Looking at the Penguins’ top scorers in the season series (all through eight games, unless noted):
Evgeni Malkin: 6-9-15, +1, 1 GWG
Sidney Crosby: 2-5-7, -6 (four games)
Sergei Gonchar: 3-5-8, -5
Petr Sykora: 5-4-9, +4, 1 GWG
Ryan Malone: 1-5-6, -1
What is telling about these numbers is that the dynamic duo of Malkin and Crosby are 8-14-22, but a combined -5. Why?...five of Crosby’s seven points came on the power play, five of Malkin’s. For good measure, seven of Gonchar’s points came with the man advantage. Philadelphia has been able to exploit them to a degree at even strength.
There is absolutely no secret to this series, if the season series is an indicator. Of the 23 goals scored by the Penguins in their eight games against the Flyers, either Crosby or Malkin, or both, scored or assisted on 18 of them, including 12 of the last 14.
But – and a significant “but” it is – the Penguins have spread the wealth a little more in the post season. While Crosby or Malkin have had a hand in 22 of the 31 goals so far, the goal scoring itself has been spread among 13 different skaters. 18 of 19 skaters who have dressed in the Penguin’s nine playoff games have points.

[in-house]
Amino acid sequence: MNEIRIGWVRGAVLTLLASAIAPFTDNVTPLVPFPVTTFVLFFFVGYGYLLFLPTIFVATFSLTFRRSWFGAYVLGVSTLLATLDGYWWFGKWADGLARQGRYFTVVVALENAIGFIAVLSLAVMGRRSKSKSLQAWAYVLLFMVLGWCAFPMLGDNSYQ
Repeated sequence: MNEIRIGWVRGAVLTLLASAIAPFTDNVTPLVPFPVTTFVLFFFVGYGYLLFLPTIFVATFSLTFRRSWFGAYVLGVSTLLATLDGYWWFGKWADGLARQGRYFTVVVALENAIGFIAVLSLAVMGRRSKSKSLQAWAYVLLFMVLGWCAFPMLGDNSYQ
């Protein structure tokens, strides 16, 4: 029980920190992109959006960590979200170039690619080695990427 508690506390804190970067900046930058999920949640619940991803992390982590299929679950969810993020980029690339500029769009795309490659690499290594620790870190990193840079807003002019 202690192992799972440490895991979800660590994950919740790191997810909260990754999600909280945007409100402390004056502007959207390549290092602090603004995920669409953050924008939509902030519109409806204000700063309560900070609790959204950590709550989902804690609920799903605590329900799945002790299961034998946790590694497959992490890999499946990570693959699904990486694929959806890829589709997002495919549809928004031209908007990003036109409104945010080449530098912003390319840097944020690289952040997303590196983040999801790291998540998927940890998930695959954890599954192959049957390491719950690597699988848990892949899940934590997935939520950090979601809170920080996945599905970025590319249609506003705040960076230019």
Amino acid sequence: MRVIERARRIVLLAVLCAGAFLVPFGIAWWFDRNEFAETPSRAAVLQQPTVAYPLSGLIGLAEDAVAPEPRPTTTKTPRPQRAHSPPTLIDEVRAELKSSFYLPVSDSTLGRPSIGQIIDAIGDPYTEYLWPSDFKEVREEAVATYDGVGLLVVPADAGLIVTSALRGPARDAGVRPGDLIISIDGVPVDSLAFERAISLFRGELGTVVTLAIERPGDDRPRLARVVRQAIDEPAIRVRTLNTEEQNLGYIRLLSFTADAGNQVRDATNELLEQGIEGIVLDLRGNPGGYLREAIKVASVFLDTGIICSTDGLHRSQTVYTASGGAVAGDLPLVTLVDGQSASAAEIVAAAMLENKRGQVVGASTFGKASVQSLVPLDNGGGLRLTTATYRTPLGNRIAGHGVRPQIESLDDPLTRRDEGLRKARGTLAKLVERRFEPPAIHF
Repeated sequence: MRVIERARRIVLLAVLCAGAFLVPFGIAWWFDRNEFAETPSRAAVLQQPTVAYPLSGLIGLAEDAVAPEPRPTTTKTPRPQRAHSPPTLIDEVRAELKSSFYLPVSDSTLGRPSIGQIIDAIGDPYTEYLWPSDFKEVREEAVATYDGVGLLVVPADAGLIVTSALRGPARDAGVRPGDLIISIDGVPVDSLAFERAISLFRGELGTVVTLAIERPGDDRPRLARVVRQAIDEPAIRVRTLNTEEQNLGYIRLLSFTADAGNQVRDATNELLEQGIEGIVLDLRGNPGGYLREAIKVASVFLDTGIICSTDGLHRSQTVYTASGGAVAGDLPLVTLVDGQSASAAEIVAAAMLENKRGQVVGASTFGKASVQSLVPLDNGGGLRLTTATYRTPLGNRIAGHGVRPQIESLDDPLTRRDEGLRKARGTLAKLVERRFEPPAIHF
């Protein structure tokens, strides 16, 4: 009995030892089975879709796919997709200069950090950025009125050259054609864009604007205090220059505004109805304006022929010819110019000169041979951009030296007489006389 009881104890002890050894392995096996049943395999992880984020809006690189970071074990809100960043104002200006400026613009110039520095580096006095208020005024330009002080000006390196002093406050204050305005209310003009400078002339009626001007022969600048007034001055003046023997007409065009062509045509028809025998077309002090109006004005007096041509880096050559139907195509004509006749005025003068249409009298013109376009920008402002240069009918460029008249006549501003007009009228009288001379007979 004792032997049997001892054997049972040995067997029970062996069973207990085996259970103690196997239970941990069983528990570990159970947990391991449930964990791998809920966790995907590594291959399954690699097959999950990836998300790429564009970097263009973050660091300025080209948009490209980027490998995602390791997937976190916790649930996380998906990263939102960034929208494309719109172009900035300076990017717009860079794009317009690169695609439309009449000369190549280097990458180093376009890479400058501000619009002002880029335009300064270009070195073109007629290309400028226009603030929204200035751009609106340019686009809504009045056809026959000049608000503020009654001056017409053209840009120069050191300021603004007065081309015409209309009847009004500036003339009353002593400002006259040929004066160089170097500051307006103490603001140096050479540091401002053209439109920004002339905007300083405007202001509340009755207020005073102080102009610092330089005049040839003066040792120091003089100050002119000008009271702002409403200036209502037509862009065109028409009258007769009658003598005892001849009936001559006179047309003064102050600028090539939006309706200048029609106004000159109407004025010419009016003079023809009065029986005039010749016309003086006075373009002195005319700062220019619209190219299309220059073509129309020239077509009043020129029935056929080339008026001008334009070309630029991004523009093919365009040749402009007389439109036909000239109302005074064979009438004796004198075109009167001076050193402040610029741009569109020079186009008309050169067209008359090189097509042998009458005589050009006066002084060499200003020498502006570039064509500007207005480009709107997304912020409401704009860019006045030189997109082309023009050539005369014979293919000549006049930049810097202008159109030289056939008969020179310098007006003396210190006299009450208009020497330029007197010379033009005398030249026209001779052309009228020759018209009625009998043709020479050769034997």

For the Penguins, the trading deadline addition of Marian Hossa is paying off. He is the third-leading scorer for the Penguins in the playoffs (5-5-10, +3) and was 1-3-4 in three games against the Flyers this year. His is the dimension – a scoring winger – that the Penguins have lacked at times this season. If he has another point-a-game or better series (he had five points in each of the first two rounds), he’ll be on the winning team.
But for all the blather about Crosby this, and Malkin that, what has driven the Penguins is goaltending and defense. Marc-Andre Fleury is third among playoff goalies in goals-against average (1.76) and leads all netminders in save percentage (.938). He is tied for the lead in shutouts with two. Since returning from injury on February 28th, Fleury is 18-3-1, 1.63, .943. He is giving every sign that he is finally that franchise goalie the Penguins thought they were drafting in 2003. As a team, only once have the Penguins surrendered more than three goals in nine games.
Turning to the Flyers and their top scorers and their records in this series (all in eight games, unless noted):